As a lapsed Catholic keeping a Jewish home, I tend to be a little cagey about what I believe, but when it all gets simmered down, I believe in Chicken Soup.
Chicken soup, served with love and intention, will calm the agitated, cure the sick, and suffuse a home, or office, or clinic, or in my case backstage, with peace and the warm smell of garlic. Chicken soup is about nurturing, taking care of, reaching beyond barriers, feeding a soul — opening up and being hospitable. The chicken soup must be traditional– whatever you define your traditional to be, but it also should be improvisational—maybe with potatoes or noodles or dumplings this time. The chicken soup, if its served right, with love and intention, could even come from a can, though its ALWAYS better if made with the land’s finest ingredients and a chicken you knew had lived a good life, and cooked for hours. We are what we eat you know, and really good eating takes time.
Just like religions, it’s not the recipe, but the meaning that is critical with Chicken soup. Perhaps it means to warm you, to heal you, to welcome you, to connect you to people you are just getting to know, or to people you know too well. Sometimes your chicken soup is your bubbe’s pierogi or abuelita’s tamales or daddy’s chili or mama’s fried chicken. It’s a flavor and smell and sensation you carry with you through life like a genetic imprint, and a legacy you pass on to your children in the form of a verbal recipe, or perhaps a way of doing things—mama always cooked the chicken whole, mama always put two tablespoons of miso in her soup…the garlic must be crushed, mama NEVER minced it. Your chicken soup might even be vegetarian. The recipe needs to be forgiving enough to move over and make room for quirky family members so everyone can fit at the table and have some.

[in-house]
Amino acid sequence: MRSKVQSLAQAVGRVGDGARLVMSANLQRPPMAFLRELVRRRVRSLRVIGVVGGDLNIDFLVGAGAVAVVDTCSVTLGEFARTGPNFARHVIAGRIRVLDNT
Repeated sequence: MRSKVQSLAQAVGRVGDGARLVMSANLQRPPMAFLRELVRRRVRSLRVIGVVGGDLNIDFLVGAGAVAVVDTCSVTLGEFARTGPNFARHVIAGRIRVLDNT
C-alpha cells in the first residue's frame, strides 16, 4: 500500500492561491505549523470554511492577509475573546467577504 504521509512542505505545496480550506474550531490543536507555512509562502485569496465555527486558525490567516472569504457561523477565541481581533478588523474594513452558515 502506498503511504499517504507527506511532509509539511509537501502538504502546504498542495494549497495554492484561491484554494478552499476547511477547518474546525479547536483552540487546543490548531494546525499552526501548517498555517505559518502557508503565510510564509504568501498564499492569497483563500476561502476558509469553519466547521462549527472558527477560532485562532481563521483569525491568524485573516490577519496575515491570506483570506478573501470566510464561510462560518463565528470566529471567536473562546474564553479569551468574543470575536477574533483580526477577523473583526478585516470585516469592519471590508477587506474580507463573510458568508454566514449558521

Every time I make a soup, it telescopes my life and my history. This is a soup like the soup my children’s great grandparents made before the second world war erased their lives, this is a soup like the soup my great grandmother made in Hungary before she packed up the featherbeds and came through Ellis Island. This is a soup like I made for the mother in our school community battling cancer. This is a soup like I make on a cold Friday night when we just need time to be together as a family. Chicken soup is a culinary hug. I have made it for the supernumeraries at the Lyric Opera of Chicago and for an unknown sick person at my temple. Each time I get out the pot and begin the ritual, the drawing of the water, the chopping of the garlic, I become mindful.
Chicken soup is my prayer for a better world, and a hope for goodness for the people in it.
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